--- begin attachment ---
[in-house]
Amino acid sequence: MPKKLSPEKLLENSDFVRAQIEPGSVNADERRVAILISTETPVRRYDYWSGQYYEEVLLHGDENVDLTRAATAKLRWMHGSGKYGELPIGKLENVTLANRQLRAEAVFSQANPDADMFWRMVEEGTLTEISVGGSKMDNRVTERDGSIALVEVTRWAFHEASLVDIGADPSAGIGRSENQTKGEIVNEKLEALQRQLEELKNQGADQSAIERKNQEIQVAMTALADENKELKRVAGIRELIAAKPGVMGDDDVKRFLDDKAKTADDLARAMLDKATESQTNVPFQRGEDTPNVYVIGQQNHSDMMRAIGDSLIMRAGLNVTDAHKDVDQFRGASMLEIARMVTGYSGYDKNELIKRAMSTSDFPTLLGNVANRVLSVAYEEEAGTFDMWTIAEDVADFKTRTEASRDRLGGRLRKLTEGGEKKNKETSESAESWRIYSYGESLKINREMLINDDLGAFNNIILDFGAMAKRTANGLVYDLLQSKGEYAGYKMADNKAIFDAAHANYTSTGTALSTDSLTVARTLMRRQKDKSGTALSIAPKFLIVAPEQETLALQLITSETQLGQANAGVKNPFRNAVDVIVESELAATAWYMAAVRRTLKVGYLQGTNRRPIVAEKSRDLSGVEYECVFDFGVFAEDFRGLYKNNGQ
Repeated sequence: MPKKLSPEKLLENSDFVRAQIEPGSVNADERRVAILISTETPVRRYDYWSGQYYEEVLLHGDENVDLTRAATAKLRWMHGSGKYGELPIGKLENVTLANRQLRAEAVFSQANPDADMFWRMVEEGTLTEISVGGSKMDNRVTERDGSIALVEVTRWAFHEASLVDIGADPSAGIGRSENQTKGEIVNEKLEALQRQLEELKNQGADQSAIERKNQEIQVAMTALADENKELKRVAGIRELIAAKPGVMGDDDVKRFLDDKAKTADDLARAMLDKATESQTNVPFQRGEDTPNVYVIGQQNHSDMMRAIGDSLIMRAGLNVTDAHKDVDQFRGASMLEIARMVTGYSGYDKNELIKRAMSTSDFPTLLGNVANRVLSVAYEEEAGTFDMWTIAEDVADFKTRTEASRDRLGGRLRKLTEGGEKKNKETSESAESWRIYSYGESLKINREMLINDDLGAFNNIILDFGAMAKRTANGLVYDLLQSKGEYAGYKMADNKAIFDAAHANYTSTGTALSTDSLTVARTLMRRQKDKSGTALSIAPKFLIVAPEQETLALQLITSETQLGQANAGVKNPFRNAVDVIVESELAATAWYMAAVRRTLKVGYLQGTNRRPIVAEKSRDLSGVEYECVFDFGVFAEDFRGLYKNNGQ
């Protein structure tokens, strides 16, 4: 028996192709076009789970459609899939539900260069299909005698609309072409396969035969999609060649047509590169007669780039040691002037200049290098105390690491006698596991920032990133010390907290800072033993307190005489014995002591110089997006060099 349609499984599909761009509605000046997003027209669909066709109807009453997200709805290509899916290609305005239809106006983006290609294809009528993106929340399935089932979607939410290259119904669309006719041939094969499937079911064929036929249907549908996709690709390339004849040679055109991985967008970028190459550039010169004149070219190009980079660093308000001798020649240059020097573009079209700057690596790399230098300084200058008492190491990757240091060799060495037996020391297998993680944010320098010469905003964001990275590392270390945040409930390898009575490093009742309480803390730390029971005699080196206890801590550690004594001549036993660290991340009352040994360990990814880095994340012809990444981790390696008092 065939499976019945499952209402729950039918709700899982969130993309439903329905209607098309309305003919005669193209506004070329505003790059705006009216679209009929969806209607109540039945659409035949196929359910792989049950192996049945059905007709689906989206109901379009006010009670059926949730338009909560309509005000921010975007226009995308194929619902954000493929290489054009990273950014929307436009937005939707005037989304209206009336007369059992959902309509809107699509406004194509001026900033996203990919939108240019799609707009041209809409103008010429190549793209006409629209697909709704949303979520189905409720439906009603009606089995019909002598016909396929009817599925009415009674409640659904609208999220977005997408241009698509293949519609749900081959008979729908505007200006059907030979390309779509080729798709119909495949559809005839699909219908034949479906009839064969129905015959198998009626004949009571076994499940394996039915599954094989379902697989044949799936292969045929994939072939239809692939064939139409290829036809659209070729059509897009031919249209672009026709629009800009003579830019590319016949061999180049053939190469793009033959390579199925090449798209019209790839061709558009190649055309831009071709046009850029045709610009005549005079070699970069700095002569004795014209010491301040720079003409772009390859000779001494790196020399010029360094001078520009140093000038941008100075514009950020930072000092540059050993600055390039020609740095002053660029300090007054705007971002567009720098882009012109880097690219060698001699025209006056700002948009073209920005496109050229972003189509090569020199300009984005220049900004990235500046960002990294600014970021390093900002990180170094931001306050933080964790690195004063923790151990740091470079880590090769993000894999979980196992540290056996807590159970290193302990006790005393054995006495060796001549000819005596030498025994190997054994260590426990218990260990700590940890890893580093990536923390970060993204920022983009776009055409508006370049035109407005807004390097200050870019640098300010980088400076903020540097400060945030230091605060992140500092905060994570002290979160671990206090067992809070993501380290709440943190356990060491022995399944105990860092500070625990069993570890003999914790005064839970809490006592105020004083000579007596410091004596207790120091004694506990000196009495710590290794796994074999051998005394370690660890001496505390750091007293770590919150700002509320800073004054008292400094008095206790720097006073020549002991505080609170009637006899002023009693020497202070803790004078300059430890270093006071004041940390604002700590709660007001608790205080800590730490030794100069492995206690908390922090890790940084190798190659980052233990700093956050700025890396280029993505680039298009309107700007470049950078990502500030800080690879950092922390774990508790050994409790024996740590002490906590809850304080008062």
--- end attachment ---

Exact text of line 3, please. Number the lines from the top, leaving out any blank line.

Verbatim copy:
Repeated sequence: MPKKLSPEKLLENSDFVRAQIEPGSVNADERRVAILISTETPVRRYDYWSGQYYEEVLLHGDENVDLTRAATAKLRWMHGSGKYGELPIGKLENVTLANRQLRAEAVFSQANPDADMFWRMVEEGTLTEISVGGSKMDNRVTERDGSIALVEVTRWAFHEASLVDIGADPSAGIGRSENQTKGEIVNEKLEALQRQLEELKNQGADQSAIERKNQEIQVAMTALADENKELKRVAGIRELIAAKPGVMGDDDVKRFLDDKAKTADDLARAMLDKATESQTNVPFQRGEDTPNVYVIGQQNHSDMMRAIGDSLIMRAGLNVTDAHKDVDQFRGASMLEIARMVTGYSGYDKNELIKRAMSTSDFPTLLGNVANRVLSVAYEEEAGTFDMWTIAEDVADFKTRTEASRDRLGGRLRKLTEGGEKKNKETSESAESWRIYSYGESLKINREMLINDDLGAFNNIILDFGAMAKRTANGLVYDLLQSKGEYAGYKMADNKAIFDAAHANYTSTGTALSTDSLTVARTLMRRQKDKSGTALSIAPKFLIVAPEQETLALQLITSETQLGQANAGVKNPFRNAVDVIVESELAATAWYMAAVRRTLKVGYLQGTNRRPIVAEKSRDLSGVEYECVFDFGVFAEDFRGLYKNNGQ